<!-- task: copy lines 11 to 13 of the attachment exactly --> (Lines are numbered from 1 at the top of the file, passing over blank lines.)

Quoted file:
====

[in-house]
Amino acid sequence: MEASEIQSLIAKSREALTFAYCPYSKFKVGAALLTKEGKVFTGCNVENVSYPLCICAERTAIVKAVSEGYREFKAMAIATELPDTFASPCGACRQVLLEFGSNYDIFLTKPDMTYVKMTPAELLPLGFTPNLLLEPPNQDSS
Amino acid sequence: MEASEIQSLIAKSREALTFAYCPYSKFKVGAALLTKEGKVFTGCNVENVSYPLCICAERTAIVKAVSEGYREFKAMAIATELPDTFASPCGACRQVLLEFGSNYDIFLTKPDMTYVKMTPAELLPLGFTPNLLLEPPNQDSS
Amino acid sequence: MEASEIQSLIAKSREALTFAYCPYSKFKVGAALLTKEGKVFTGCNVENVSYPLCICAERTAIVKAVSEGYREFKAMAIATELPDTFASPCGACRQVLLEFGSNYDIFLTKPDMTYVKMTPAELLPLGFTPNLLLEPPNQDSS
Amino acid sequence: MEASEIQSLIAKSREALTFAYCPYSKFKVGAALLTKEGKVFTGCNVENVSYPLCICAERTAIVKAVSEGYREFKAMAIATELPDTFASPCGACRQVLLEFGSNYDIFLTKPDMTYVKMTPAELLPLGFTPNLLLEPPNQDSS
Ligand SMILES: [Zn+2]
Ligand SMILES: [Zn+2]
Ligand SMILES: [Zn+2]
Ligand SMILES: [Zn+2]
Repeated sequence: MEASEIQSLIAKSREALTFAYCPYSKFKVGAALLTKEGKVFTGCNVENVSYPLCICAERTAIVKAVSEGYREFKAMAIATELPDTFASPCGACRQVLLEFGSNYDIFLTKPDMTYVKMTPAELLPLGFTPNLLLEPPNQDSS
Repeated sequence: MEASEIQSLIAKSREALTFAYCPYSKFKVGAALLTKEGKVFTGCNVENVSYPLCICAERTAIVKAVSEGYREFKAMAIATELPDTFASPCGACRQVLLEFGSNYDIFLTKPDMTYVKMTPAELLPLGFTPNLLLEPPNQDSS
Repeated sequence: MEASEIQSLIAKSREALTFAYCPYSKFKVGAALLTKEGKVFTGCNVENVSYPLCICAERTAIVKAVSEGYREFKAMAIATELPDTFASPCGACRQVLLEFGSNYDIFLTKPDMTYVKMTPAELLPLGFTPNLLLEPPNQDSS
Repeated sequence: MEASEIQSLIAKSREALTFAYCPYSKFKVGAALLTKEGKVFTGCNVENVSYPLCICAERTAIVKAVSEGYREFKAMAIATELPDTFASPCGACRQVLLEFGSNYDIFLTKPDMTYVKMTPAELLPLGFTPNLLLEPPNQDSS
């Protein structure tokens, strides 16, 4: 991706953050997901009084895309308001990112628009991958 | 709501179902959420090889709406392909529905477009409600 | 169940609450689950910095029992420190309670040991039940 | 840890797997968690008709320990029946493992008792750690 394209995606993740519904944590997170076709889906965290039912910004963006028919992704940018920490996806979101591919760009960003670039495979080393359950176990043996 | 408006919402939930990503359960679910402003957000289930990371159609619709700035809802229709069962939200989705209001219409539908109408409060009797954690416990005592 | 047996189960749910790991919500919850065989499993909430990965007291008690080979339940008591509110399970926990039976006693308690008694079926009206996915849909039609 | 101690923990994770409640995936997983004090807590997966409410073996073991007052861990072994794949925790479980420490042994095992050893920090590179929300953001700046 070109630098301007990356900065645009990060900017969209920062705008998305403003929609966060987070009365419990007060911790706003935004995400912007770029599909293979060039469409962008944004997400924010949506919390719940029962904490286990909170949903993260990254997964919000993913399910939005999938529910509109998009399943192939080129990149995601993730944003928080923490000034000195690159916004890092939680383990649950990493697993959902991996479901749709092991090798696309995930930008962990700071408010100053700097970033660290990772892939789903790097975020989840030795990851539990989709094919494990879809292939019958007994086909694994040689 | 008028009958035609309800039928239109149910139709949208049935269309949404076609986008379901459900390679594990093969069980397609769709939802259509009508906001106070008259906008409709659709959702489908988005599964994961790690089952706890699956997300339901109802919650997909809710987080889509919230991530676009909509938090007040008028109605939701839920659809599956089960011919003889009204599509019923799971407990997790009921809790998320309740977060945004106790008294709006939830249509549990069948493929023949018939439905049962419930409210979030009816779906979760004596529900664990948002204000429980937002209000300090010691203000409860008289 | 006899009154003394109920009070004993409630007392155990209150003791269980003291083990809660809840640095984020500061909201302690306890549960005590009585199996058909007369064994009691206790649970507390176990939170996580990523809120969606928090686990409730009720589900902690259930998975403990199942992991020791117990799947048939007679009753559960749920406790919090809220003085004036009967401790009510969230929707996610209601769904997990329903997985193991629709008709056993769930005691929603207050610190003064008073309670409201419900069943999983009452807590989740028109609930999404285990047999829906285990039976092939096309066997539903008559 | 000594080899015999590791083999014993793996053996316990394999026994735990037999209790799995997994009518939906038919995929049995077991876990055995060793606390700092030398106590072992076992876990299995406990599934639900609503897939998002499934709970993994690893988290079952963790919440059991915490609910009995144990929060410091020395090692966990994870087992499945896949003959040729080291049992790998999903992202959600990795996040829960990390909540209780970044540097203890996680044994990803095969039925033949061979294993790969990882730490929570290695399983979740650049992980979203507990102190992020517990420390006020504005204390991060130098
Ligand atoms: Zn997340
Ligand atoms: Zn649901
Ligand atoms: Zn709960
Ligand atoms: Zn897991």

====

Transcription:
Repeated sequence: MEASEIQSLIAKSREALTFAYCPYSKFKVGAALLTKEGKVFTGCNVENVSYPLCICAERTAIVKAVSEGYREFKAMAIATELPDTFASPCGACRQVLLEFGSNYDIFLTKPDMTYVKMTPAELLPLGFTPNLLLEPPNQDSS
Repeated sequence: MEASEIQSLIAKSREALTFAYCPYSKFKVGAALLTKEGKVFTGCNVENVSYPLCICAERTAIVKAVSEGYREFKAMAIATELPDTFASPCGACRQVLLEFGSNYDIFLTKPDMTYVKMTPAELLPLGFTPNLLLEPPNQDSS
Repeated sequence: MEASEIQSLIAKSREALTFAYCPYSKFKVGAALLTKEGKVFTGCNVENVSYPLCICAERTAIVKAVSEGYREFKAMAIATELPDTFASPCGACRQVLLEFGSNYDIFLTKPDMTYVKMTPAELLPLGFTPNLLLEPPNQDSS